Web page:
Everyone knows the stereotypes about child stars. They face challenges unique to fame from a very young age. These kinds of things make life tough on a kid, and many of them struggle with issues stemming from their stardom for the rest of their lives. But what about the cool stuff? How fun would it be as a kid to run around the set of a TV show all day? “The Waltons” star Judy Norton knows a thing or two about it.
Judy Norton, who played Mary Ellen Walton, joined the show when she was just 14 years old. A formative time in one’s life, no doubt, but still childhood. And as a child, she and her young co-stars made the most of their opportunities on “The Waltons” set.
“I always thought the treehouse was a fun set. It actually was erected in that tree. And there were multiple episodes where we were up in the treehouse or things happened in the treehouse,” Norton said in a video she uploaded to Youtube recently. “Not only did we use it when we were filming in it, but also sometimes we would just go up there for fun in our offtime.”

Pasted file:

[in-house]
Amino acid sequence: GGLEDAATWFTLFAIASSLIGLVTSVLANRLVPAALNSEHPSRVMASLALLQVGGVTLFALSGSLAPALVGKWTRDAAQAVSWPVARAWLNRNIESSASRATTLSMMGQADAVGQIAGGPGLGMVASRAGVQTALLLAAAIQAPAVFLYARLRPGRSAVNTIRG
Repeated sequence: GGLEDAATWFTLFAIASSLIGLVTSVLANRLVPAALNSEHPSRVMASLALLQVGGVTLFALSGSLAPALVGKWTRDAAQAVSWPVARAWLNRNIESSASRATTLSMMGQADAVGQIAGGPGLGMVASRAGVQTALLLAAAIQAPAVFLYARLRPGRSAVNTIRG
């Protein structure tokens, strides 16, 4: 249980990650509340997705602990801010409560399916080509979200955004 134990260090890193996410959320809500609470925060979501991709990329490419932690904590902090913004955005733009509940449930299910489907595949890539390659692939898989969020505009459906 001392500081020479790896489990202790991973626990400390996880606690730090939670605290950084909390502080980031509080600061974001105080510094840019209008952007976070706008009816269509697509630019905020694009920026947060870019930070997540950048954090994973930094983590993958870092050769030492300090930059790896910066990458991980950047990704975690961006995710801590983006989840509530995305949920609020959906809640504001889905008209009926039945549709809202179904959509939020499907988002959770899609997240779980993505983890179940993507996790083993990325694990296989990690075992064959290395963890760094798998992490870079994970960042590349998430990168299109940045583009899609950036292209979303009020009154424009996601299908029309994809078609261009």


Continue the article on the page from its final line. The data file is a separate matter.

Anyone who has ever had the pleasure of either owning or simply climbing into a legit treehouse as a kid can relate to Judy Norton here. They’re just awesome all around.
‘The Waltons’ Star Talks About Challenges of Filming in Treehouse
While it was obviously a great time for the younger members of the cast, the treehouse also existed for a reason. Multiple episodes of the show featured scenes in or around the treehouse. But because it was real, it made for some difficulties when it came time to film.
“There’s a bit of work getting a camera up in there when they had to do that. Because you kind of had to climb the treehouse,” Norton said, laughing. “But they would shoot actually in the treehouse sometimes. And sometimes they would recreate the treehouse on the ground if they needed to do more extensive filming.”
In contrast to the kids’ joy at getting to play around and act in a treehouse, the film crew probably dreaded those scenes. Hauling expensive and heavy camera equipment up to where it could be easily damaged is not an ideal situation. The fact that they actually built a real one is surprising. Especially considering the relative ease of using the stand-in version Norton referenced. The kids definitely seemed to appreciate it, though.